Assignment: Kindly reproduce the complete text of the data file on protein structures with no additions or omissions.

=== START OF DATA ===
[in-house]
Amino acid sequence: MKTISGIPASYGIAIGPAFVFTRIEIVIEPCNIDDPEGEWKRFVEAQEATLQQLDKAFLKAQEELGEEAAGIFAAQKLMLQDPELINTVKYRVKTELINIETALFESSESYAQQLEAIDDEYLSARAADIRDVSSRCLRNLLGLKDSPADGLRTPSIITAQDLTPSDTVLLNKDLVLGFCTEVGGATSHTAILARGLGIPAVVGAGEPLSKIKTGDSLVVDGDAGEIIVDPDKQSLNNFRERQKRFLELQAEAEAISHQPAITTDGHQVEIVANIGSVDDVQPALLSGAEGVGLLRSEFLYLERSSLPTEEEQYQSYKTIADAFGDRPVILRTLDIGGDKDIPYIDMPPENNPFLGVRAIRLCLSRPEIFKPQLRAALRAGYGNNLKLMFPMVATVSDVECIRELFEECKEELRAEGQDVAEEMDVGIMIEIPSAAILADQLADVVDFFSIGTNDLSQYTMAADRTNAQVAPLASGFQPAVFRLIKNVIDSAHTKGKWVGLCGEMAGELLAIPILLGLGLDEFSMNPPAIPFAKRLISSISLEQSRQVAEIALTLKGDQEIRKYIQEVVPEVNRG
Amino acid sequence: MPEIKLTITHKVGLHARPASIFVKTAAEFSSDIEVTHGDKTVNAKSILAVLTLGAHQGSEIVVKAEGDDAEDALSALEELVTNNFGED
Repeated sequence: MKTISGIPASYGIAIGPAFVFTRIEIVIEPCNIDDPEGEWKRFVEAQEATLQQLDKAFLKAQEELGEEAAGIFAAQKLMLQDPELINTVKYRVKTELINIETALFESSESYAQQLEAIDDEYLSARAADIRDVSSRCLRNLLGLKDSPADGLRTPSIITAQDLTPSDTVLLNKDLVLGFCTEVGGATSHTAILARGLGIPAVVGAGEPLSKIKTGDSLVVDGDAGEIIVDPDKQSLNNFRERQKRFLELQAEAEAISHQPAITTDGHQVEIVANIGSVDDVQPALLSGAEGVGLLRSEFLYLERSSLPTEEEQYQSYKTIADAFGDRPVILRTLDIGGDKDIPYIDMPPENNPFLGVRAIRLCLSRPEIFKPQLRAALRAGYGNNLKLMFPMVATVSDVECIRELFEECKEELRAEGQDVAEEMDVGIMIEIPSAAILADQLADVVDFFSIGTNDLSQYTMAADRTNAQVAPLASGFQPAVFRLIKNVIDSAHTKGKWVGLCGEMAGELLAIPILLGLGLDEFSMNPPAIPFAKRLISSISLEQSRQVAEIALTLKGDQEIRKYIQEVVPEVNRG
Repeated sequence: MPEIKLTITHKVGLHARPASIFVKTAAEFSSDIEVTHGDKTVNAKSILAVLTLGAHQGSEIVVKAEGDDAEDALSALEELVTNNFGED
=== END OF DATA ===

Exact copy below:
[in-house]
Amino acid sequence: MKTISGIPASYGIAIGPAFVFTRIEIVIEPCNIDDPEGEWKRFVEAQEATLQQLDKAFLKAQEELGEEAAGIFAAQKLMLQDPELINTVKYRVKTELINIETALFESSESYAQQLEAIDDEYLSARAADIRDVSSRCLRNLLGLKDSPADGLRTPSIITAQDLTPSDTVLLNKDLVLGFCTEVGGATSHTAILARGLGIPAVVGAGEPLSKIKTGDSLVVDGDAGEIIVDPDKQSLNNFRERQKRFLELQAEAEAISHQPAITTDGHQVEIVANIGSVDDVQPALLSGAEGVGLLRSEFLYLERSSLPTEEEQYQSYKTIADAFGDRPVILRTLDIGGDKDIPYIDMPPENNPFLGVRAIRLCLSRPEIFKPQLRAALRAGYGNNLKLMFPMVATVSDVECIRELFEECKEELRAEGQDVAEEMDVGIMIEIPSAAILADQLADVVDFFSIGTNDLSQYTMAADRTNAQVAPLASGFQPAVFRLIKNVIDSAHTKGKWVGLCGEMAGELLAIPILLGLGLDEFSMNPPAIPFAKRLISSISLEQSRQVAEIALTLKGDQEIRKYIQEVVPEVNRG
Amino acid sequence: MPEIKLTITHKVGLHARPASIFVKTAAEFSSDIEVTHGDKTVNAKSILAVLTLGAHQGSEIVVKAEGDDAEDALSALEELVTNNFGED
Repeated sequence: MKTISGIPASYGIAIGPAFVFTRIEIVIEPCNIDDPEGEWKRFVEAQEATLQQLDKAFLKAQEELGEEAAGIFAAQKLMLQDPELINTVKYRVKTELINIETALFESSESYAQQLEAIDDEYLSARAADIRDVSSRCLRNLLGLKDSPADGLRTPSIITAQDLTPSDTVLLNKDLVLGFCTEVGGATSHTAILARGLGIPAVVGAGEPLSKIKTGDSLVVDGDAGEIIVDPDKQSLNNFRERQKRFLELQAEAEAISHQPAITTDGHQVEIVANIGSVDDVQPALLSGAEGVGLLRSEFLYLERSSLPTEEEQYQSYKTIADAFGDRPVILRTLDIGGDKDIPYIDMPPENNPFLGVRAIRLCLSRPEIFKPQLRAALRAGYGNNLKLMFPMVATVSDVECIRELFEECKEELRAEGQDVAEEMDVGIMIEIPSAAILADQLADVVDFFSIGTNDLSQYTMAADRTNAQVAPLASGFQPAVFRLIKNVIDSAHTKGKWVGLCGEMAGELLAIPILLGLGLDEFSMNPPAIPFAKRLISSISLEQSRQVAEIALTLKGDQEIRKYIQEVVPEVNRG
Repeated sequence: MPEIKLTITHKVGLHARPASIFVKTAAEFSSDIEVTHGDKTVNAKSILAVLTLGAHQGSEIVVKAEGDDAEDALSALEELVTNNFGED